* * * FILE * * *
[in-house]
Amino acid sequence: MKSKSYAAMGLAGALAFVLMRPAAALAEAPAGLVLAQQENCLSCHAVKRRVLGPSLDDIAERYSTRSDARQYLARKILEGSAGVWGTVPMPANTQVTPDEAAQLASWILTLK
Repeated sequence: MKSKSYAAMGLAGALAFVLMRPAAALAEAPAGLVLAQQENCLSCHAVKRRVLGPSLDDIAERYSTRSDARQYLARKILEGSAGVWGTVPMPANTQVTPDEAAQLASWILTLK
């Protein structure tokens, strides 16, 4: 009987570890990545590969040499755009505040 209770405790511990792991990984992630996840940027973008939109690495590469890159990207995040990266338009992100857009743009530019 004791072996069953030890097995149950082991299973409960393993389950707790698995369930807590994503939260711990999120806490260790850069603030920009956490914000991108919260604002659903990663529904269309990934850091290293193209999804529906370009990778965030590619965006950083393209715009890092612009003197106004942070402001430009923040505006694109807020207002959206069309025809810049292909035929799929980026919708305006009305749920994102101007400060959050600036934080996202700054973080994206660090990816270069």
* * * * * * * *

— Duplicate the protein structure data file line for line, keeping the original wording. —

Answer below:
[in-house]
Amino acid sequence: MKSKSYAAMGLAGALAFVLMRPAAALAEAPAGLVLAQQENCLSCHAVKRRVLGPSLDDIAERYSTRSDARQYLARKILEGSAGVWGTVPMPANTQVTPDEAAQLASWILTLK
Repeated sequence: MKSKSYAAMGLAGALAFVLMRPAAALAEAPAGLVLAQQENCLSCHAVKRRVLGPSLDDIAERYSTRSDARQYLARKILEGSAGVWGTVPMPANTQVTPDEAAQLASWILTLK
């Protein structure tokens, strides 16, 4: 009987570890990545590969040499755009505040 209770405790511990792991990984992630996840940027973008939109690495590469890159990207995040990266338009992100857009743009530019 004791072996069953030890097995149950082991299973409960393993389950707790698995369930807590994503939260711990999120806490260790850069603030920009956490914000991108919260604002659903990663529904269309990934850091290293193209999804529906370009990778965030590619965006950083393209715009890092612009003197106004942070402001430009923040505006694109807020207002959206069309025809810049292909035929799929980026919708305006009305749920994102101007400060959050600036934080996202700054973080994206660090990816270069």